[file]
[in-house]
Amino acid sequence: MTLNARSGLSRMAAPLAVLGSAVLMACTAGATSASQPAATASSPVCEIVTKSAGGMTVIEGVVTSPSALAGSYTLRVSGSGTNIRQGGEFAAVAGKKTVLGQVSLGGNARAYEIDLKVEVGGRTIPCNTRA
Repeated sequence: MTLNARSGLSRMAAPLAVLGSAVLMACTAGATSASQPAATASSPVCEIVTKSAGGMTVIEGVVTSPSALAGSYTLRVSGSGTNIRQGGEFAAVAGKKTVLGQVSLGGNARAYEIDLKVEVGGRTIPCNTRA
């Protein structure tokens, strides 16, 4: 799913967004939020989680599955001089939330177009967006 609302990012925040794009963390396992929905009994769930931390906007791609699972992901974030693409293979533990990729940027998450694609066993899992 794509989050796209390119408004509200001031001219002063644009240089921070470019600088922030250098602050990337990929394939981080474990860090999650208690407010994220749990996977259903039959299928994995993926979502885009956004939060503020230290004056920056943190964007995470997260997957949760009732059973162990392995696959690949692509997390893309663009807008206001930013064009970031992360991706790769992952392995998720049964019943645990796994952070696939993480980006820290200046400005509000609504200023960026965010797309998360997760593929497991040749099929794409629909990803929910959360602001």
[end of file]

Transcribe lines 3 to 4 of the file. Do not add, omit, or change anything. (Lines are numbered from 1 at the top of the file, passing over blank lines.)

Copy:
Repeated sequence: MTLNARSGLSRMAAPLAVLGSAVLMACTAGATSASQPAATASSPVCEIVTKSAGGMTVIEGVVTSPSALAGSYTLRVSGSGTNIRQGGEFAAVAGKKTVLGQVSLGGNARAYEIDLKVEVGGRTIPCNTRA
């Protein structure tokens, strides 16, 4: 799913967004939020989680599955001089939330177009967006 609302990012925040794009963390396992929905009994769930931390906007791609699972992901974030693409293979533990990729940027998450694609066993899992 794509989050796209390119408004509200001031001219002063644009240089921070470019600088922030250098602050990337990929394939981080474990860090999650208690407010994220749990996977259903039959299928994995993926979502885009956004939060503020230290004056920056943190964007995470997260997957949760009732059973162990392995696959690949692509997390893309663009807008206001930013064009970031992360991706790769992952392995998720049964019943645990796994952070696939993480980006820290200046400005509000609504200023960026965010797309998360997760593929497991040749099929794409629909990803929910959360602001």